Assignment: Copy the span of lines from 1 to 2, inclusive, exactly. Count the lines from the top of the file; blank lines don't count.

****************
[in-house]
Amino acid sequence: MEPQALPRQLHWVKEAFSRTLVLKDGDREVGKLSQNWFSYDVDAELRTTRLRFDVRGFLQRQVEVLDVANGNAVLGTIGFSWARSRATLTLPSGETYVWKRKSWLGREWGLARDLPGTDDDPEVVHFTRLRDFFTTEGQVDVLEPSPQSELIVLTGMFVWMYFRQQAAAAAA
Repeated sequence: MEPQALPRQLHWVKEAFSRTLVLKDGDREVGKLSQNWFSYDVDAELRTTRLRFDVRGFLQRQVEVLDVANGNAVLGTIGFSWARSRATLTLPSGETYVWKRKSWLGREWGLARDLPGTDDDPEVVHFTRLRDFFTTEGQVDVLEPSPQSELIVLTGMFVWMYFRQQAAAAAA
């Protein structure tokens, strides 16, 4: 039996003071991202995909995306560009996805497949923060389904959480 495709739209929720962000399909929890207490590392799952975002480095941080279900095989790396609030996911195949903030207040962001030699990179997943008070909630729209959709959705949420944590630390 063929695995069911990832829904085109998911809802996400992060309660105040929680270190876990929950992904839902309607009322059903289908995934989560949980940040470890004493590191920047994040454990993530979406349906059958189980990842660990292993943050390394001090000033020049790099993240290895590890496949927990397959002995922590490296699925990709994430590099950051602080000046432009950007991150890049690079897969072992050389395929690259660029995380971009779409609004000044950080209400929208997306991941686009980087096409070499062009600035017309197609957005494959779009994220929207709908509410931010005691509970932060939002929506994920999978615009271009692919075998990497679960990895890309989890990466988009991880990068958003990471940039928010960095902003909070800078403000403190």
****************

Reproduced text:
[in-house]
Amino acid sequence: MEPQALPRQLHWVKEAFSRTLVLKDGDREVGKLSQNWFSYDVDAELRTTRLRFDVRGFLQRQVEVLDVANGNAVLGTIGFSWARSRATLTLPSGETYVWKRKSWLGREWGLARDLPGTDDDPEVVHFTRLRDFFTTEGQVDVLEPSPQSELIVLTGMFVWMYFRQQAAAAAA